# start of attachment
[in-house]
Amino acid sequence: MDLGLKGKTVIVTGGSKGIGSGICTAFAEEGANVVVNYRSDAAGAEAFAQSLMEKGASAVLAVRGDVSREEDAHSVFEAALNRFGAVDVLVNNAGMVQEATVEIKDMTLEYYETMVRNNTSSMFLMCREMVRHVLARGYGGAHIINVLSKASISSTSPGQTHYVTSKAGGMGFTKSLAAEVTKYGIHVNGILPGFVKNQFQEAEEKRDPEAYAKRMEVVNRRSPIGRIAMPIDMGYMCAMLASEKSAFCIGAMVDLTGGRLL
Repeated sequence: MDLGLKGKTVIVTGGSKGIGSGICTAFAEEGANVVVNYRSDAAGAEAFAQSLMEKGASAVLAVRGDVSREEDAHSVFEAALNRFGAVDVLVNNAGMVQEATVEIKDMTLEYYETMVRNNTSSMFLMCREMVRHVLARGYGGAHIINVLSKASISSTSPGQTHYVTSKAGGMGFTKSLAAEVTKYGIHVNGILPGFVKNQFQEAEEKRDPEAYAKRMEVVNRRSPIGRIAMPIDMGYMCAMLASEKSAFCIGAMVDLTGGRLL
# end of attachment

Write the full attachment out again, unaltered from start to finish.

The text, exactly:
[in-house]
Amino acid sequence: MDLGLKGKTVIVTGGSKGIGSGICTAFAEEGANVVVNYRSDAAGAEAFAQSLMEKGASAVLAVRGDVSREEDAHSVFEAALNRFGAVDVLVNNAGMVQEATVEIKDMTLEYYETMVRNNTSSMFLMCREMVRHVLARGYGGAHIINVLSKASISSTSPGQTHYVTSKAGGMGFTKSLAAEVTKYGIHVNGILPGFVKNQFQEAEEKRDPEAYAKRMEVVNRRSPIGRIAMPIDMGYMCAMLASEKSAFCIGAMVDLTGGRLL
Repeated sequence: MDLGLKGKTVIVTGGSKGIGSGICTAFAEEGANVVVNYRSDAAGAEAFAQSLMEKGASAVLAVRGDVSREEDAHSVFEAALNRFGAVDVLVNNAGMVQEATVEIKDMTLEYYETMVRNNTSSMFLMCREMVRHVLARGYGGAHIINVLSKASISSTSPGQTHYVTSKAGGMGFTKSLAAEVTKYGIHVNGILPGFVKNQFQEAEEKRDPEAYAKRMEVVNRRSPIGRIAMPIDMGYMCAMLASEKSAFCIGAMVDLTGGRLL